Another interesting part of the film I made is that my eyes are mostly not in the frame. This violent cutting off of what we recognize as the human body intrigues me. There is something off about it, the frames disregard and overstep the limits of intelligibility, of name, of face. It reminds me of how the Internet might read me. Chop and delete, compress, copy, overwrite, archive  - disturb. A blind reading. The other night I was laying in bed watching a Youtube video and for a few seconds I believed the person I was looking at could see me. That I was actually in front of him in his room in front of the bed on which he was sitting. If this happened while looking at my film maybe I would move my screen in to catch the rest of the head or check my own head, touch my eyes, forehead, to check they were still there. This mediated reality, the doubling, the mirroring, makes us question what is present.

 

Uncreative writing? Uncreative writing is copy-pasting. And in this move, I’m what happens in between

what happens in between

command c and command v. Or rather it is this in between  space, pause, that is the  space of mistranslation. The “first” text misses itself, does not coincide. In the displacement or reappropriation that which is called around the text is mobilized. When we copy the words what distinguishes the copies from the copied is the medium. The other voice saying them ties the words to a different set of other words. The word itself (what was thought to be there) doesn’t neccessariliy have to change (we might be using the same word - no typo) but we become aware that something was happening around it. This environment was assumed to be the word but when the word is moved, the word is something else. What is the word?! Uncreative writing asks us to pay attention to everything happening around the word. It’s a contextual word where/when the word is always “con” something else. The font, the page, the weather, the eyes. Reading is uncreative writing because we are echoing the word and in doing that awakening asymmetry - a dialogue, more than one possible medium, more than one possible word.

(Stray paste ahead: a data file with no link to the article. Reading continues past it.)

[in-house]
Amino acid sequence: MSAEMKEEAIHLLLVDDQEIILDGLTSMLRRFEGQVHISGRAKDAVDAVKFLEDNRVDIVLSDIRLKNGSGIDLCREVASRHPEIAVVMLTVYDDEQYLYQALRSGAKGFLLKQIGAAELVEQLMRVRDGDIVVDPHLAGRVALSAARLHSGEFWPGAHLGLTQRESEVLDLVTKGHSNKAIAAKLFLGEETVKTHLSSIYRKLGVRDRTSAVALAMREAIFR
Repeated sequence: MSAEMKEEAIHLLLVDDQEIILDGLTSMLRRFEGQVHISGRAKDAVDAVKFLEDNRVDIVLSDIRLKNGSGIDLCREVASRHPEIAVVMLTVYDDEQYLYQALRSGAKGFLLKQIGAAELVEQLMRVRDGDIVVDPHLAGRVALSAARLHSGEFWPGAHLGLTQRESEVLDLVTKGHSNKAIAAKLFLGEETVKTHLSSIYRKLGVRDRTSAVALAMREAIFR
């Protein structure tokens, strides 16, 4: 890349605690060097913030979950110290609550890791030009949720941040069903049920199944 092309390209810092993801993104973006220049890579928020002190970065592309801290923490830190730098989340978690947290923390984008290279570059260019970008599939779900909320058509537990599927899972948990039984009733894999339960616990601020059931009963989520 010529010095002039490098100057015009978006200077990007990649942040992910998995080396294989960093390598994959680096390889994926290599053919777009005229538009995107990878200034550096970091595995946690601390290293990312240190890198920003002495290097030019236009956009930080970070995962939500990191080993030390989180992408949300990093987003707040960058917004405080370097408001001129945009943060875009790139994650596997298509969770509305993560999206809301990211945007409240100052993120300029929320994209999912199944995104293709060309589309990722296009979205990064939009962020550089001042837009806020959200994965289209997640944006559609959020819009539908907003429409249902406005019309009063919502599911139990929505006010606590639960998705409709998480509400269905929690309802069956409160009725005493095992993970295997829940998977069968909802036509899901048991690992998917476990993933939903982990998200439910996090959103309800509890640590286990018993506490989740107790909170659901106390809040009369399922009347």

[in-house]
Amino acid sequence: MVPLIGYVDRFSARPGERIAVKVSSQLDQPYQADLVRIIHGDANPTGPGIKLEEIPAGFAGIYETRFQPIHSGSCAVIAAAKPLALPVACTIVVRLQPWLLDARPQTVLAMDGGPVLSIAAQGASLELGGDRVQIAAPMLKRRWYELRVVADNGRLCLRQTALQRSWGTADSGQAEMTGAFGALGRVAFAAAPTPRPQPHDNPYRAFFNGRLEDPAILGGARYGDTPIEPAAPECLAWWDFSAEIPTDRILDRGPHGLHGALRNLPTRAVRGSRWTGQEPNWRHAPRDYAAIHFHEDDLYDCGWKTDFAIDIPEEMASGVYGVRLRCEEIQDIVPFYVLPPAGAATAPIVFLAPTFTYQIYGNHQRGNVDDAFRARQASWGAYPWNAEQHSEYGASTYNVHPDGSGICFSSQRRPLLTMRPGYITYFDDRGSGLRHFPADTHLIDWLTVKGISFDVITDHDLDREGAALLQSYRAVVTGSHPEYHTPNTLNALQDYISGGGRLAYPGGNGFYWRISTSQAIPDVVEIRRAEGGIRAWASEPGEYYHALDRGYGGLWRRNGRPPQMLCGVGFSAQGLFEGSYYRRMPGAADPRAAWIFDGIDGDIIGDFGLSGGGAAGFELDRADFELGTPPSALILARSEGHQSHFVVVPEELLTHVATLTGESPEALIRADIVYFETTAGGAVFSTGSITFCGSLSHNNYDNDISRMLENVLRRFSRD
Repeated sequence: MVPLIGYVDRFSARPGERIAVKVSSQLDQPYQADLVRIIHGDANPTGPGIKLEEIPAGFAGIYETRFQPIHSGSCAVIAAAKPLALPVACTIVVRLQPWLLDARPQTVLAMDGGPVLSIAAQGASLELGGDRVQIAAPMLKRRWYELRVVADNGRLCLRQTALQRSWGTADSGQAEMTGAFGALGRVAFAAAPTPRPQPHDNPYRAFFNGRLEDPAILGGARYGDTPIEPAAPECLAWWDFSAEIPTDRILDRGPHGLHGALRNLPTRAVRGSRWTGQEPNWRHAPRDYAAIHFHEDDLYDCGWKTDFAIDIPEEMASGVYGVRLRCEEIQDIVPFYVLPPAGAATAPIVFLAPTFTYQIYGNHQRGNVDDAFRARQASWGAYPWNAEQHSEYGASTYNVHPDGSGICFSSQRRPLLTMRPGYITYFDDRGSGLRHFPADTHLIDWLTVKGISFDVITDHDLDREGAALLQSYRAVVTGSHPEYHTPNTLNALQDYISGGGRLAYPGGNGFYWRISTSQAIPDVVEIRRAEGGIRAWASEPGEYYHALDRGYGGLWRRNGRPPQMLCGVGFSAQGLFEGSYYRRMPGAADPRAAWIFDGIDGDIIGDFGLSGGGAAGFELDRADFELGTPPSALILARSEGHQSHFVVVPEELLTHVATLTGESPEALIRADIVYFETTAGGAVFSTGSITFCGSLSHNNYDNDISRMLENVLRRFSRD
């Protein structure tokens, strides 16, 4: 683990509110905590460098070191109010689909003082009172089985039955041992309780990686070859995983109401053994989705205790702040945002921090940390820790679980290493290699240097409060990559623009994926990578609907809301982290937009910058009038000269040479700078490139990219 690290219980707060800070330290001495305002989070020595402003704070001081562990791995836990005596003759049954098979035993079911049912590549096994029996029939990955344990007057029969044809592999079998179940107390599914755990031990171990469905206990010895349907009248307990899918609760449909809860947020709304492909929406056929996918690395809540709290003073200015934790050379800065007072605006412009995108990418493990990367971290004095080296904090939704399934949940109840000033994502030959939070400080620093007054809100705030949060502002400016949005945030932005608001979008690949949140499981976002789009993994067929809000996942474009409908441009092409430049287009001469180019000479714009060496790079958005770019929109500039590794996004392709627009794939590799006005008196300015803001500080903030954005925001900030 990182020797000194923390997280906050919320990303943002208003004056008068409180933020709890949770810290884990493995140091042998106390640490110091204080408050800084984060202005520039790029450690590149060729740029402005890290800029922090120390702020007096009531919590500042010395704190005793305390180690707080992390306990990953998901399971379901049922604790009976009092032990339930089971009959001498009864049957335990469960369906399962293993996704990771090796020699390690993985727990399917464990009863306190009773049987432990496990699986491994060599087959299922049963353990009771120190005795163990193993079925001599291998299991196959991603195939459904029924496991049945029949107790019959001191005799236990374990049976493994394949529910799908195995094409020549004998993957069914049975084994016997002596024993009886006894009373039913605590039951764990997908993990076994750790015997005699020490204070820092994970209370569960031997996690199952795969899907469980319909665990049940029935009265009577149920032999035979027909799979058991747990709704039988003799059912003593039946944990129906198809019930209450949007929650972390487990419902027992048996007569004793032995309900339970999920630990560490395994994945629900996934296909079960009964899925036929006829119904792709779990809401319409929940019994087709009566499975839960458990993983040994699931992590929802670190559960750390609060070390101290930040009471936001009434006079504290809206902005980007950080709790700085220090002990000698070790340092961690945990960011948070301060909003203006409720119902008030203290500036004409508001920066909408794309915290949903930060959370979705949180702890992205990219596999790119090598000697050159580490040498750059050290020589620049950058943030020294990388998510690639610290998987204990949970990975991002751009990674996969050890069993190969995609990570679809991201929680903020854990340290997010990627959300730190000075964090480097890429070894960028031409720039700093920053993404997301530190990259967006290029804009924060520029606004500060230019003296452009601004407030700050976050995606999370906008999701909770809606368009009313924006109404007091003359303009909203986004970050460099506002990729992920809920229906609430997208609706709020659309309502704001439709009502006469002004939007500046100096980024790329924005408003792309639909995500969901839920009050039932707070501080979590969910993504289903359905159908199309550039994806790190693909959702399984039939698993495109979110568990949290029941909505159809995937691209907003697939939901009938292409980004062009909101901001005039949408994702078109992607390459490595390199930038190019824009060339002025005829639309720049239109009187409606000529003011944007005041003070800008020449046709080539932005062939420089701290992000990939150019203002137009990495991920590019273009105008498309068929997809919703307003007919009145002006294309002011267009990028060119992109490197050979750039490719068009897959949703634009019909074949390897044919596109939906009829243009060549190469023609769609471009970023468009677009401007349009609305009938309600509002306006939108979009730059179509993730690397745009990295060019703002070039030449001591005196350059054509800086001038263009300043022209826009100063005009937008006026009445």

… is in the “unspace” of abandoned tunnels warehouses and cellars. You, an amnesiac search for your past memories chased by a conceptual shark. You, alone and unaware of the many who wander the planes of “unspace” beside you. You glimpse each others in dark corridors, reflections in the water from leaking pipes, in the faintest shadow of a memory that is quickly extinguished by the darkness. You all forget you saw ‘anyone else’, and you all become alone. A singular escape from the shark.

Along the way you meet concepts, characatures, blurry photographs and paintings hung messily on the walls. They must be things you know, but do not recognize. You skim past them, searching for recollection and not the memory itself. In a labyrinth of information (because ‘memories’ I think, requires a intrinsic connection from person to data), you )and all the other amnesiacs) forget who what when and where at every turn of every corner.

—  Alan Liu through Katherine Hayles
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The Evolution of Storytelling (by Maria Popova)